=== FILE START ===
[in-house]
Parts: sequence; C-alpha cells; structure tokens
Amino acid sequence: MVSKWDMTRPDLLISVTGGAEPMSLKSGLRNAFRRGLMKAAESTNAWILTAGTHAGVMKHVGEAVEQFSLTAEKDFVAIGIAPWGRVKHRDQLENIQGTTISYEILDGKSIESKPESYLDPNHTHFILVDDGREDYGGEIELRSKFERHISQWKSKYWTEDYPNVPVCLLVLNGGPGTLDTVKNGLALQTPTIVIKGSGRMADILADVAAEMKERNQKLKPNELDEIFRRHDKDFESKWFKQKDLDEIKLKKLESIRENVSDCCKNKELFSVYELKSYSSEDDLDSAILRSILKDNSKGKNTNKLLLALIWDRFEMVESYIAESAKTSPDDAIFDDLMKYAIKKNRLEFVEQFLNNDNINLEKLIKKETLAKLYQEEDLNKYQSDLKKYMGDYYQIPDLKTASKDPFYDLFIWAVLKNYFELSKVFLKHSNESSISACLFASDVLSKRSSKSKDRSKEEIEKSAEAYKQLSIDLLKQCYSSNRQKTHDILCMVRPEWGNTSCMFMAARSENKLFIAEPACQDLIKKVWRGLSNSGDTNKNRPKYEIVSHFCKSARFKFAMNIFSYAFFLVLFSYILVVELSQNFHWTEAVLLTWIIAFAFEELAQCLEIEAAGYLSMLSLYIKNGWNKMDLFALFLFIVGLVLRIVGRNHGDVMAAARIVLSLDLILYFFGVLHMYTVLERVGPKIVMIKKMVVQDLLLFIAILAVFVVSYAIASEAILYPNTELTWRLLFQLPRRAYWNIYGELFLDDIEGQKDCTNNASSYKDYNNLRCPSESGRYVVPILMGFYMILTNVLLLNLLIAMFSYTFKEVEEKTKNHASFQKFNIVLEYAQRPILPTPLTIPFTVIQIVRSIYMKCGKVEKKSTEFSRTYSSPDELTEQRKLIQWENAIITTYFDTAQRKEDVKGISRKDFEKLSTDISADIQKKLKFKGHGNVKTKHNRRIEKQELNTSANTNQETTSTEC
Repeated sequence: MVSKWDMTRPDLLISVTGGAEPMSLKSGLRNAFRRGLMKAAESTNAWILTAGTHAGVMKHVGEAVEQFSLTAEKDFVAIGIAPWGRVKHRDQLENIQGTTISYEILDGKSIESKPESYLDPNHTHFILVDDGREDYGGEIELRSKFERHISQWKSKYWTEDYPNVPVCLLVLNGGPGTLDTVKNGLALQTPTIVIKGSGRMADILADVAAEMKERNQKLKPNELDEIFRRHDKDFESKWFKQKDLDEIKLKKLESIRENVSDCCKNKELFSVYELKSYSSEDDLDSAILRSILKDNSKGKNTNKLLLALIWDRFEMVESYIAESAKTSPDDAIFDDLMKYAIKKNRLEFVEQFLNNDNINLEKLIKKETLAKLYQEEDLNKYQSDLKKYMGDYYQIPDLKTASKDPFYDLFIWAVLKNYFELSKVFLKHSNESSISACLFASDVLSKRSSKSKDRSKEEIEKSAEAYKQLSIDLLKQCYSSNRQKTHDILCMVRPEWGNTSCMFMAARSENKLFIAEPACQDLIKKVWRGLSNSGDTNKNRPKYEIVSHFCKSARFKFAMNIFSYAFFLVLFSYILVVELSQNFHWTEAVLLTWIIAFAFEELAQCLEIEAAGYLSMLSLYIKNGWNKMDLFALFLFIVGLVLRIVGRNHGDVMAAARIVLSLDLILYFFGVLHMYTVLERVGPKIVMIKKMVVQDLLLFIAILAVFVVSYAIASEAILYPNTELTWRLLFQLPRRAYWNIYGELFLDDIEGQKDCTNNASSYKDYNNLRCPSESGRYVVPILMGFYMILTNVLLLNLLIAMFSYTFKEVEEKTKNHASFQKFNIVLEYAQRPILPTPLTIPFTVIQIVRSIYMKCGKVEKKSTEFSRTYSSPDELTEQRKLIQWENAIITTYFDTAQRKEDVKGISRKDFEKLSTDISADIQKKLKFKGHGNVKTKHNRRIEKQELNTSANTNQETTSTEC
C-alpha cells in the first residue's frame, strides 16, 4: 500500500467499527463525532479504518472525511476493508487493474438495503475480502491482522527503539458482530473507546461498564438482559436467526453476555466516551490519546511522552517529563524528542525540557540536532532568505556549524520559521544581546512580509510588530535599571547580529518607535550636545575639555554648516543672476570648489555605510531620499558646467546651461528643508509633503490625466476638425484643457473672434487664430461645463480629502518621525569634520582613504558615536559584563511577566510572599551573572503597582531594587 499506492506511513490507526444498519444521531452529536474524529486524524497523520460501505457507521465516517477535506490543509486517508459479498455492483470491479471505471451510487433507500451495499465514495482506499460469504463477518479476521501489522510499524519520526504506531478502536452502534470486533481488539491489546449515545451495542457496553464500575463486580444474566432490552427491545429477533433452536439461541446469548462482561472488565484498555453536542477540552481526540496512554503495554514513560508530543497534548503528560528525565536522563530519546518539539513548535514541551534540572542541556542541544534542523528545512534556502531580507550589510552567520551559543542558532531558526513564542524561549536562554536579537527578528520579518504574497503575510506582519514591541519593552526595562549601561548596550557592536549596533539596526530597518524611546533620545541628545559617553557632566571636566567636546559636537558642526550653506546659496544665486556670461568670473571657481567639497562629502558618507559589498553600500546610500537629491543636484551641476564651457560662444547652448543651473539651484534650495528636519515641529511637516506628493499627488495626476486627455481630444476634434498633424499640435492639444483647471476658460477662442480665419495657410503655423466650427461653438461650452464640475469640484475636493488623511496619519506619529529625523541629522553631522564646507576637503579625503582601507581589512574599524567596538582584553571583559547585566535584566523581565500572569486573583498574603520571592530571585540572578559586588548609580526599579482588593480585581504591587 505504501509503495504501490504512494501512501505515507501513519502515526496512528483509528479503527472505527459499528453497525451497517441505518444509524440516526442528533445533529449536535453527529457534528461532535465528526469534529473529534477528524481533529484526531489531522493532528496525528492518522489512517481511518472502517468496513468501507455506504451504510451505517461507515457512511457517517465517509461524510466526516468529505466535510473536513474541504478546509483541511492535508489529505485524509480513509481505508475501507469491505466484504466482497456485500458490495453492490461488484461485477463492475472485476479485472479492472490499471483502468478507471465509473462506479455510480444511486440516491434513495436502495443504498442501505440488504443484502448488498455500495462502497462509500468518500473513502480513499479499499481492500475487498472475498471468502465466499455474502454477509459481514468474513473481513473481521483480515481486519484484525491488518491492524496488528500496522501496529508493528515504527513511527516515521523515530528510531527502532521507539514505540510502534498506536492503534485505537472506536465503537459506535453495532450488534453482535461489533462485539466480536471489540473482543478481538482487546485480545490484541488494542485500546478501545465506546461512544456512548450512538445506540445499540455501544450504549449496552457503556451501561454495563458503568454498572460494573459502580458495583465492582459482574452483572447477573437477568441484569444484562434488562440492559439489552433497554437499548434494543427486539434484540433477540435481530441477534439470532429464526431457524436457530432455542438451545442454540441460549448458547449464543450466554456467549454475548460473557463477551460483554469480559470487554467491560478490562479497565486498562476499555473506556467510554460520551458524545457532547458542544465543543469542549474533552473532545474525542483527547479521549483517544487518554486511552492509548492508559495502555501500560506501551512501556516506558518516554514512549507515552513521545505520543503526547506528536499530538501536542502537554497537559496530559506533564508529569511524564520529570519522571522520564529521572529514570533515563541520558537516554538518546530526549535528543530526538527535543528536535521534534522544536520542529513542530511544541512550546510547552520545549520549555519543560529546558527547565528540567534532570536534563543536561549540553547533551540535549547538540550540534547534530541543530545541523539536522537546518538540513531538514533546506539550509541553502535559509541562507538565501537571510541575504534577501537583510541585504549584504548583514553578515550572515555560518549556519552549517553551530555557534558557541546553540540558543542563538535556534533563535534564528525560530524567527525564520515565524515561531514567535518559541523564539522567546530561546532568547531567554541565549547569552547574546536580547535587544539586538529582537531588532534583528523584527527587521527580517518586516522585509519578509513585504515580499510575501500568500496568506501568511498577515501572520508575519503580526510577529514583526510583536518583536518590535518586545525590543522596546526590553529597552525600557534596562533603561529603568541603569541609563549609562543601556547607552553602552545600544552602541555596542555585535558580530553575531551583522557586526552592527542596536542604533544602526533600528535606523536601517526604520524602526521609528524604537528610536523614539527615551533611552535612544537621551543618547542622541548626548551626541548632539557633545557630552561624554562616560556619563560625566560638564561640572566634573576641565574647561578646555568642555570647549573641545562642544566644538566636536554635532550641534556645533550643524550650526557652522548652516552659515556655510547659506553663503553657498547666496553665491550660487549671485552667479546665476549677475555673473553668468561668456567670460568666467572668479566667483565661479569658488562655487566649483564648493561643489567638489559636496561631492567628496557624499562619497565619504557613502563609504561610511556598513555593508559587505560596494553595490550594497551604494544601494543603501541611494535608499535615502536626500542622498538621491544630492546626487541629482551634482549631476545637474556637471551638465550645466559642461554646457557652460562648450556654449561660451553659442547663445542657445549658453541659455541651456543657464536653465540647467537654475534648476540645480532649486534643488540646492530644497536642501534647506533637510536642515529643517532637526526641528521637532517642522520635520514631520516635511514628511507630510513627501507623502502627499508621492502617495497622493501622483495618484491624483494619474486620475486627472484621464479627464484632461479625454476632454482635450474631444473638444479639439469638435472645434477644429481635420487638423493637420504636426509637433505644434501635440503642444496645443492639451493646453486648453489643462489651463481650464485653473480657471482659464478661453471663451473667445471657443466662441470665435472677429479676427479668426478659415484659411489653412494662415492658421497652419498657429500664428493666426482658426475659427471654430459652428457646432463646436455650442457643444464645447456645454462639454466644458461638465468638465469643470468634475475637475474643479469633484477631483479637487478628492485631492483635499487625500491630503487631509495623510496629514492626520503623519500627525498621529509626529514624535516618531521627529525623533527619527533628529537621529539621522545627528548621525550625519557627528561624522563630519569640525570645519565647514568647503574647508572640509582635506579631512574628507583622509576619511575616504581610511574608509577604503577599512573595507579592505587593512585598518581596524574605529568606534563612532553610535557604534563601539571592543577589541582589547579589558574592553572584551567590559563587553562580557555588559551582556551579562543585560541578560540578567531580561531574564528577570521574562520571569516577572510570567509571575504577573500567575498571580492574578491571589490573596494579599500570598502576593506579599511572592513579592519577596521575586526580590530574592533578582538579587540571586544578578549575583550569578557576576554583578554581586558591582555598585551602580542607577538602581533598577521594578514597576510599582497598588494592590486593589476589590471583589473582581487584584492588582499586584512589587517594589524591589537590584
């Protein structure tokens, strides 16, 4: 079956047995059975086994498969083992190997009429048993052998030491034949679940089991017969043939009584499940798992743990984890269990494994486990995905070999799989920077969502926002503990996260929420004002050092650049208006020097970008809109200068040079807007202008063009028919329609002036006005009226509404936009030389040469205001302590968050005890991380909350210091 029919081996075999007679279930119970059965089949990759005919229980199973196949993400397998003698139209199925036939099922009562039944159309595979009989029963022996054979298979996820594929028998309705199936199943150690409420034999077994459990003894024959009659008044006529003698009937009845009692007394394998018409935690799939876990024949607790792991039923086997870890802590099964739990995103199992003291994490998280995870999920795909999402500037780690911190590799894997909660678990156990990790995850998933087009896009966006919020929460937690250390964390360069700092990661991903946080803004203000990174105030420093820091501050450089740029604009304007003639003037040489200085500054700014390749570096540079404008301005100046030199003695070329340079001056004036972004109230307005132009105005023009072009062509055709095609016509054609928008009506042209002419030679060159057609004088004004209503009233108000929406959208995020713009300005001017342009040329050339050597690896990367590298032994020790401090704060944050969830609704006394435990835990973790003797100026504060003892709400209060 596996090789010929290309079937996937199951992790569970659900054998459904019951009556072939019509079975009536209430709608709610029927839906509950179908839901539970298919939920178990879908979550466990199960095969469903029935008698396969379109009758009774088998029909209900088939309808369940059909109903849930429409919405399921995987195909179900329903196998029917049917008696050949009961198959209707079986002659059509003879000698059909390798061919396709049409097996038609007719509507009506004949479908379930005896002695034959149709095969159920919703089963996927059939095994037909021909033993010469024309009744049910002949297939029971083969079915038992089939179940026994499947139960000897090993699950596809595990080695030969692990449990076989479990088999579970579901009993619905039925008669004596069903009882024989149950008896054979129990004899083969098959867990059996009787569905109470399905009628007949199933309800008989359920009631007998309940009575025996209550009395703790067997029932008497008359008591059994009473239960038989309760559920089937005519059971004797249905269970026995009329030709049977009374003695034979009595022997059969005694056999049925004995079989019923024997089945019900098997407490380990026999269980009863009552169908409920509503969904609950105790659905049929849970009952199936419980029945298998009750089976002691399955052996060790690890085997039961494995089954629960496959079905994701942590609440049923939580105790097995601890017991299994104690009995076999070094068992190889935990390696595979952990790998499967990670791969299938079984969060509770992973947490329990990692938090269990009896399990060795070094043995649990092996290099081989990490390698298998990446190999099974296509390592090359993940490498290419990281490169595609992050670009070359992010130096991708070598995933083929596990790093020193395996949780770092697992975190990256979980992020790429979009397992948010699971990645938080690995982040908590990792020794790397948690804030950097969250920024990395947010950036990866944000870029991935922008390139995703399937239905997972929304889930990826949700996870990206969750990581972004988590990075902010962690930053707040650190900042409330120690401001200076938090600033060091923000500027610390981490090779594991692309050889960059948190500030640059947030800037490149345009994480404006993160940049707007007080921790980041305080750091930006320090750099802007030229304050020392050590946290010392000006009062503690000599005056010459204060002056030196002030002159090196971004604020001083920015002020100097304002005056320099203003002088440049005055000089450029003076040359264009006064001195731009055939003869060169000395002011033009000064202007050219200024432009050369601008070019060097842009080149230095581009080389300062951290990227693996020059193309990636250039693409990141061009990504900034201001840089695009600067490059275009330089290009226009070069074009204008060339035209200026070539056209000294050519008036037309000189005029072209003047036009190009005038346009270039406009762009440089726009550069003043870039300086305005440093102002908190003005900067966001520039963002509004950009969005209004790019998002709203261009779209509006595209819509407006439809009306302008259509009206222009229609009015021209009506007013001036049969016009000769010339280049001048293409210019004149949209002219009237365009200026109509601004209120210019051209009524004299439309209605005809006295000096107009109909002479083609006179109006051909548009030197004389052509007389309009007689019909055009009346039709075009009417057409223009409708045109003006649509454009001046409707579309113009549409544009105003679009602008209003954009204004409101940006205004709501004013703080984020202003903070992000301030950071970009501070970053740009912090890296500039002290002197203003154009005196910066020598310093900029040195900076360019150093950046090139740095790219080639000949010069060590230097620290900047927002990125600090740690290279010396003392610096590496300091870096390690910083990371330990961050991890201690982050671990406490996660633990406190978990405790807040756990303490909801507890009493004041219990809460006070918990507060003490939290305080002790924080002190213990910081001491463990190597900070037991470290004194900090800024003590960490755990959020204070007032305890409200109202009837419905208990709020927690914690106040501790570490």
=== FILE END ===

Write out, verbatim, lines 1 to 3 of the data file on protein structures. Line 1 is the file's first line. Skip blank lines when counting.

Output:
[in-house]
Parts: sequence; C-alpha cells; structure tokens
Amino acid sequence: MVSKWDMTRPDLLISVTGGAEPMSLKSGLRNAFRRGLMKAAESTNAWILTAGTHAGVMKHVGEAVEQFSLTAEKDFVAIGIAPWGRVKHRDQLENIQGTTISYEILDGKSIESKPESYLDPNHTHFILVDDGREDYGGEIELRSKFERHISQWKSKYWTEDYPNVPVCLLVLNGGPGTLDTVKNGLALQTPTIVIKGSGRMADILADVAAEMKERNQKLKPNELDEIFRRHDKDFESKWFKQKDLDEIKLKKLESIRENVSDCCKNKELFSVYELKSYSSEDDLDSAILRSILKDNSKGKNTNKLLLALIWDRFEMVESYIAESAKTSPDDAIFDDLMKYAIKKNRLEFVEQFLNNDNINLEKLIKKETLAKLYQEEDLNKYQSDLKKYMGDYYQIPDLKTASKDPFYDLFIWAVLKNYFELSKVFLKHSNESSISACLFASDVLSKRSSKSKDRSKEEIEKSAEAYKQLSIDLLKQCYSSNRQKTHDILCMVRPEWGNTSCMFMAARSENKLFIAEPACQDLIKKVWRGLSNSGDTNKNRPKYEIVSHFCKSARFKFAMNIFSYAFFLVLFSYILVVELSQNFHWTEAVLLTWIIAFAFEELAQCLEIEAAGYLSMLSLYIKNGWNKMDLFALFLFIVGLVLRIVGRNHGDVMAAARIVLSLDLILYFFGVLHMYTVLERVGPKIVMIKKMVVQDLLLFIAILAVFVVSYAIASEAILYPNTELTWRLLFQLPRRAYWNIYGELFLDDIEGQKDCTNNASSYKDYNNLRCPSESGRYVVPILMGFYMILTNVLLLNLLIAMFSYTFKEVEEKTKNHASFQKFNIVLEYAQRPILPTPLTIPFTVIQIVRSIYMKCGKVEKKSTEFSRTYSSPDELTEQRKLIQWENAIITTYFDTAQRKEDVKGISRKDFEKLSTDISADIQKKLKFKGHGNVKTKHNRRIEKQELNTSANTNQETTSTEC